[sdiy] Opionions on Switchmode PSUs for analog synths?

Ben Bradley ben.pi.bradley at gmail.com
Thu Oct 31 05:51:13 CET 2019


For an off-the-shelf low-noise switching supply product, there this
thing, designed specifically for audio applications. It doesn't have a
lot of current/power output, compared to what a larger synth might
need.. It's designed to run a few op-amps such as in a phono preamp.
It could run maybe one or three synth modules, depending on the
modules. There's no schematic or such available, but he mentions he
uses modern parts that are used in cellphones.
https://linearaudio.nl/silentswitcher

If you intend on making your own, I thing it would be too much of a
science project to get right, and you might as well buy something COTS
that does what you want.

Speaking of Horowitz and Hill, the latest edition of TAOE has a sample
chapter online, and it just happens to be on power supplies.
https://artofelectronics.net/

On Thu, Oct 31, 2019 at 12:27 AM oren levy <orenlevysticky at gmail.com> wrote:
>
> Switch mode power supplies are far more efficient (80%) than simply using an LDO and they can be as clean as linear power supplies. Besides the conversion efficiency upgrade that reduces heat, depending on your switching frequency, you can really shrink down the size of the passives required. If you push the switching frequency far enough out of the audible band, all you have to do is clean up some easy harmonics.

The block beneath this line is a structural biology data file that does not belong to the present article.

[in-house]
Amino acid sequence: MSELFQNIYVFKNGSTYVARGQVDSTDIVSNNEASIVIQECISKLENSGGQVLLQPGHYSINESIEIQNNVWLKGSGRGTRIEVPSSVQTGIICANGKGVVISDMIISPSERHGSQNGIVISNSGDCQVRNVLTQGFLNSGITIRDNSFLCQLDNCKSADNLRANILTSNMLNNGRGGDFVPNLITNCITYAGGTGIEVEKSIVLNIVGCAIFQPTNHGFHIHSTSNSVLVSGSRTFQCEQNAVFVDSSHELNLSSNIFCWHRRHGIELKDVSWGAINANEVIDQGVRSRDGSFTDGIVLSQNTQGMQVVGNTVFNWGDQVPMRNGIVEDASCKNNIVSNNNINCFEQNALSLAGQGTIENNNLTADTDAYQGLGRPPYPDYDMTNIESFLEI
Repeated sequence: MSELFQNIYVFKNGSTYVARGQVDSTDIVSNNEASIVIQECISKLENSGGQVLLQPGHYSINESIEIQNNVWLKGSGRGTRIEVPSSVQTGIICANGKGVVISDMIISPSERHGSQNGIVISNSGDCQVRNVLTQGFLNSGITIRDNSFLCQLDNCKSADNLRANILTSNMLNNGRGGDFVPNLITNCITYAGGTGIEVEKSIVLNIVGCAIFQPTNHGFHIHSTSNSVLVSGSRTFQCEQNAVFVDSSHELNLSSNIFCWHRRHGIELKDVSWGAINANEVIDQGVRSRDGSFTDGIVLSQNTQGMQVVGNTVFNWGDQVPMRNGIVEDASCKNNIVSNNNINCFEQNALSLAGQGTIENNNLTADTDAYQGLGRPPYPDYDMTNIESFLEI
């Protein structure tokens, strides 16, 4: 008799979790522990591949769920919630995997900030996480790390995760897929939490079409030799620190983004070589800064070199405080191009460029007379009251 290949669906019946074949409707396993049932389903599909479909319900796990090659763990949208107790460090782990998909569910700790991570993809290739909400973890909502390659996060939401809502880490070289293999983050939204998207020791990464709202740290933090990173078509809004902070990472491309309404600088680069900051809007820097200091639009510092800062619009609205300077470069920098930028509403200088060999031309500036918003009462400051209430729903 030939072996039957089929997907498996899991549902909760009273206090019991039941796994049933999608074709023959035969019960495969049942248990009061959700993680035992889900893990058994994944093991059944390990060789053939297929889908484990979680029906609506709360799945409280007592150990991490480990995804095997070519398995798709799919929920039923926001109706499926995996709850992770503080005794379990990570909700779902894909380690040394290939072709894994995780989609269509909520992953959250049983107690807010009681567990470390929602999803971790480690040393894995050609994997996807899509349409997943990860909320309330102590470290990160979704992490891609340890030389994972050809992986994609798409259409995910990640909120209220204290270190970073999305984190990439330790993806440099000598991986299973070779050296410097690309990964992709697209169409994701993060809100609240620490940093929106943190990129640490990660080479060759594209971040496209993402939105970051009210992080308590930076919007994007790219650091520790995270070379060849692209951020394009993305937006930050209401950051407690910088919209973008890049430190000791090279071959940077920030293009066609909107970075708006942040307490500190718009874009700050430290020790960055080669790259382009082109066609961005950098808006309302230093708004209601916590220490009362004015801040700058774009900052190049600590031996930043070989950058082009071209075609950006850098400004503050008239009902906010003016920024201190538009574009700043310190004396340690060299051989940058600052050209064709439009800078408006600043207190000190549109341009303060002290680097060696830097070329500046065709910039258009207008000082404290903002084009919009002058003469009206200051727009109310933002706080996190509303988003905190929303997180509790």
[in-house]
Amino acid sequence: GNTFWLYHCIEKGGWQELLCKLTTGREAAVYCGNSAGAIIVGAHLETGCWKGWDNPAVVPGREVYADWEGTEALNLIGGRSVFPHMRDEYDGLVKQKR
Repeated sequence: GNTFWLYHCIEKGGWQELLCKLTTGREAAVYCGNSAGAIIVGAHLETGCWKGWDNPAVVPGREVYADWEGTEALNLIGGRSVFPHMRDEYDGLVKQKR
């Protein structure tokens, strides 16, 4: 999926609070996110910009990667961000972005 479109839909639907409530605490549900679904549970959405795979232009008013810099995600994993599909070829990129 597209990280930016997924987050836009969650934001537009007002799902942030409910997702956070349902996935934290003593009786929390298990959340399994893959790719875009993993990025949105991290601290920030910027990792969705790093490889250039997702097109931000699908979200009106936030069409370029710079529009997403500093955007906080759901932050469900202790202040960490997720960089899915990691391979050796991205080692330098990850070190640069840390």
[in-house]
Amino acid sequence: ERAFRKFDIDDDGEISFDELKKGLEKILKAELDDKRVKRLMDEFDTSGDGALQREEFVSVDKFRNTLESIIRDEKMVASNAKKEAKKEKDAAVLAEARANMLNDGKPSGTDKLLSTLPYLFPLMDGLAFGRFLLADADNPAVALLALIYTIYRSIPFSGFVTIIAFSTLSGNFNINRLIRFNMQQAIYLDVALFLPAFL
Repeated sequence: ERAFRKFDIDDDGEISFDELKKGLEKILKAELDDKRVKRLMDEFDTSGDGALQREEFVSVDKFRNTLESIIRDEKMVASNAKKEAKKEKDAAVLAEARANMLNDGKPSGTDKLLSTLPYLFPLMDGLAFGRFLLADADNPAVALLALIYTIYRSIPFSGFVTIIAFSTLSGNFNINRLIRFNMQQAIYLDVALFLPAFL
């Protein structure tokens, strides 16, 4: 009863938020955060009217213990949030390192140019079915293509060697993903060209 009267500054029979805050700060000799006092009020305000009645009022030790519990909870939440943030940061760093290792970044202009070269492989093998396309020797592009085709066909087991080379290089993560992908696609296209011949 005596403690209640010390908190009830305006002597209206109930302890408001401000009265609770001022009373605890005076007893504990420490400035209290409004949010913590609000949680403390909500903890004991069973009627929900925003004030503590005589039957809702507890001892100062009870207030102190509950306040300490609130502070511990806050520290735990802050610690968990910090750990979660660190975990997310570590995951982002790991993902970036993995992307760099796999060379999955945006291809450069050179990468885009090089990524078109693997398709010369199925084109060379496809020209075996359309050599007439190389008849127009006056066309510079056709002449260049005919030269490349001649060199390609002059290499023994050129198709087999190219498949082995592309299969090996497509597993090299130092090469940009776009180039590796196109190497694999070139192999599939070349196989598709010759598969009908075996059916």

> On the schematic side, proper inductor and capacitor selection can minimize the capacitor discharge that causes the ripple.
> More importantly, proper layout can make or break a switcher. Proper care should be given to the feedback node and it’s loop to minimize noise.
> Synths are relatively big so you shouldn’t have to make many (any) sacrifices in proper part placement and routing.
> Simulations are incredibly helpful for the schematic part of the design and anticipating ripple. If you can get your hands on simulation software like PowerSI, you can really hone in your design.
>
> Oren Levy
>
> On Oct 30, 2019, at 20:46, Adam Inglis <21pointy at tpg.com.au> wrote:
>
> 
>
> On 31 Oct 2019, at 1:17 PM, Quincas Moreira <quincas at gmail.com> wrote:
>
> I don’t exactly know, but I think its switchmode DCDC converter from the 12v dc walwart to 15v bipolar, then gets filtered and regulated linearly down to 12v bipolar and filtered again.
>
>
> OMG, that sounds complicated! And that is a better? cheaper? lighter? alternative to an old fashioned linear PSU??
>
> A
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